UNITED STATES of America, Plaintiff-Appellee, v. Alton Ray NELSON, Jr., Defendant-Appellant.
Alton Ray Nelson Jr. has filed a notice of appeal from the district court's order denying his motion under Fed.R.Civ.P. 15 to amend and supplement his previously denied motion for a writ of habeas corpus under 28 U.S.C. § 2255. Because the motion must be treated as a successive motion for relief under § 2255, we vacate the district court's order for lack of subject-matter jurisdiction, construe Mr. Nelson's notice of appeal and appellate briefs as an implied application for authorization to file another § 2255 motion, and deny authorization.
Mr. Nelson pleaded guilty in the United States District Court for the Western District of Oklahoma to a drug offense under 21 U.S.C. § 841(a)(1). Judgment was entered on January 30, 2004. He did not file a direct appeal. On January 27, 2005, however, his attorney filed a motion under § 2255, arguing that his sentence violated United States v. Booker, 543 U.S. 220, 125 S.Ct. 738, 160 L.Ed.2d 621 (2005), and requesting “that the court ․ re-sentence him to a more reasonable sentence.” R. Doc. 304 at 2. The district court denied the motion on February 1, 2005, holding that Mr. Nelson could obtain no relief under Booker because “new rules of criminal procedure such as that announced in Booker are applied retroactively only to cases pending on direct review or cases that are not yet final.” R. Doc. 306 at 1. The judgment in Mr. Nelson's case had become final when he failed to file a notice of appeal within 10 days after it had been entered, “long before the Booker decision was rendered.” Id.
Mr. Nelson did not attempt to appeal the denial of his § 2255 motion. But 10 months later, on December 12, 2005, he filed a pro se pleading entitled “Motion for Leave to Supplement Record Pursuant to Fed.R.Civ.P. Rule 15(a) & (b).” R. Doc. 312 at 1. The pleading requested “leave to Amend and Supplement Pleading of his original Section 2255,” id., and raised three contentions: (1) that he was denied effective assistance of counsel at sentencing; (2) that the district court erroneously denied him a downward departure for acceptance of responsibility; and (3) that the district court violated Booker by sentencing him on the basis of facts that were not charged in the indictment and neither admitted by him nor proved to a jury beyond a reasonable doubt. The district court denied the motion on December 15, ruling that Mr. Nelson had not cited “authority or justification for the Court to set aside” its prior judgment of February 1, 2005. R. Doc. 313 at 1. Mr. Nelson filed a notice of appeal on February 9, 2006.
A prisoner may not file a “second or successive” motion under § 2255 unless it is “certified ․ by a panel of the appropriate court of appeals to contain ․ newly discovered evidence ․ or ․ a new rule of constitutional law, made retroactive to cases on collateral review by the Supreme Court, that was previously unavailable.” 28 U.S.C. § 2255 ¶ 8.
Until recently there was occasional doubt concerning what type of pleading constitutes such a second or successive motion. The Supreme Court clarified the matter in Gonzalez v. Crosby, 545 U.S. 524, 125 S.Ct. 2641, 162 L.Ed.2d 480 (2005). See Spitznas v. Boone, No. 05-6236 (10th Cir. filed Sept. 29, 2006) (elaborating on implications of Gonzalez in § 2254 cases). The opinion specifically addressed motions under Fed.R.Civ.P. 60(b) after denial of an application under 28 U.S.C. § 2254. The Court said that whether a postjudgment pleading should be construed as a successive application depends on whether the pleading (1) seeks relief from the conviction or sentence or (2) seeks to correct an error in the previously conducted habeas proceeding itself. A pleading asserting a “new ground for relief” from the state judgment is advancing a new claim and is therefore treated as a successive § 2254 application. Id. at 2648. On the other hand, if the pleading only “attacks, not the substance of the federal court's resolution of a claim on the merits, but some defect in the integrity of the federal habeas proceedings,” then it is not advancing a new claim and should not be characterized as a successive petition. Id.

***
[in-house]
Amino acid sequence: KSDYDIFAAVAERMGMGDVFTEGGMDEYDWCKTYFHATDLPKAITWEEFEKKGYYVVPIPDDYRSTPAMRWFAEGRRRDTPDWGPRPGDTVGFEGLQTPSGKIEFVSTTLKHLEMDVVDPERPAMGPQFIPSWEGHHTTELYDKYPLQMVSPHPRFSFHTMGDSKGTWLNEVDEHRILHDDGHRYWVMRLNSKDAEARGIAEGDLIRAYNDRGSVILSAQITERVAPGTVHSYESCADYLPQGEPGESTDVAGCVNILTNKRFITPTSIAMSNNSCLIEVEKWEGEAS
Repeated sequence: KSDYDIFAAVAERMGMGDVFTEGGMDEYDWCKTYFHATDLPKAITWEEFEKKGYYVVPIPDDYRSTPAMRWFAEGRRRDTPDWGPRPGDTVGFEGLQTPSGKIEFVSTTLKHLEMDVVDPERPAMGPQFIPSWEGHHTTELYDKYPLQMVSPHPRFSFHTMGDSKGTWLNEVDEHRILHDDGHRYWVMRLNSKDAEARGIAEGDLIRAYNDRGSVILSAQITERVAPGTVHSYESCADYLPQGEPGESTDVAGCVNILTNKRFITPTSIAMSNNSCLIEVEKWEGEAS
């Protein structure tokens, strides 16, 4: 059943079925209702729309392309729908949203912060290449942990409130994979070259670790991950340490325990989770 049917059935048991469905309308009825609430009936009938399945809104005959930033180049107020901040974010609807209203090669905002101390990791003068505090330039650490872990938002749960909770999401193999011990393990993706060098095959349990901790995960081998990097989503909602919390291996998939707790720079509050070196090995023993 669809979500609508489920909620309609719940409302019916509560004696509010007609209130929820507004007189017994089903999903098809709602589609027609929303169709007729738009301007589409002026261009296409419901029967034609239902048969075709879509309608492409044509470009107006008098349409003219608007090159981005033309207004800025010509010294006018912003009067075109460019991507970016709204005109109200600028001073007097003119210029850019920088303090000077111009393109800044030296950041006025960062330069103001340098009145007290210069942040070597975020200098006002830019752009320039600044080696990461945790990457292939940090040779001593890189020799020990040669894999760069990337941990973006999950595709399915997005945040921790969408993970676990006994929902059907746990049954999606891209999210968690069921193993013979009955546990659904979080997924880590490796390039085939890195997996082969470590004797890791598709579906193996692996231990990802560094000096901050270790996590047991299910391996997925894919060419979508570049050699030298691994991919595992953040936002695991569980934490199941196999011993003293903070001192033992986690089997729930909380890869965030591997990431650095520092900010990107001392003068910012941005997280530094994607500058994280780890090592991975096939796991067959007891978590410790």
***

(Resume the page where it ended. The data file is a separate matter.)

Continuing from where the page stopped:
Gonzalez addressed the interplay of § 2254 and Fed.R.Civ.P. 60(b), whereas this case involves § 2255 and a motion ostensibly under Fed.R.Civ.P. 15. But the same mode of analysis applies. The analysis in Gonzalez rested on Rule 11 of the Rules Governing Section 2254 Cases, which states, “The Federal Rules of Civil Procedure, to the extent that they are not inconsistent with these rules, may be applied, when appropriate, to petitions filed under these rules,” and Fed.R.Civ.P. 81(a)(2), which states, “These rules are applicable to proceedings for ․ habeas corpus ․ to the extent that the practice in such proceedings is not set forth in statutes of the United States, the Rules Governing Section 2254 Cases, or the Rules Governing Section 2255 Proceedings, and have heretofore conformed to the practice in civil actions.” See Gonzalez, 125 S.Ct. at 2646. The Supreme Court held that the restrictions on § 2254 applications set forth in 28 U.S.C. § 2244(b) required the limitations it imposed on Rule 60(b) motions. Similarly, our analysis must rest on Fed.R.Civ.P. 81(a)(2) and Rule 12 of the Rules Governing Section 2255 Proceedings, which states, “The Federal Rules of Civil Procedure and the Federal Rules of Criminal Procedure, to the extent that they are not inconsistent with any statutory provisions or these rules, may be applied in a proceeding under these rules.”
To what extent, then, is Mr. Nelson's right to file his motion in district court limited by the restrictions on successive § 2255 motions? The pertinent provisions of § 2255 state:
A prisoner in custody under sentence of a court established by Act of Congress claiming the right to be released upon the ground that the sentence was imposed in violation of the Constitution or laws of the United States, or that the court was without jurisdiction to impose such sentence, or that the sentence was in excess of the maximum authorized by law, or is otherwise subject to collateral attack, may move the court which imposed the sentence to vacate, set aside or correct the sentence.
A second or successive motion must be certified as provided in section 2244 by a panel of the appropriate court of appeals to contain-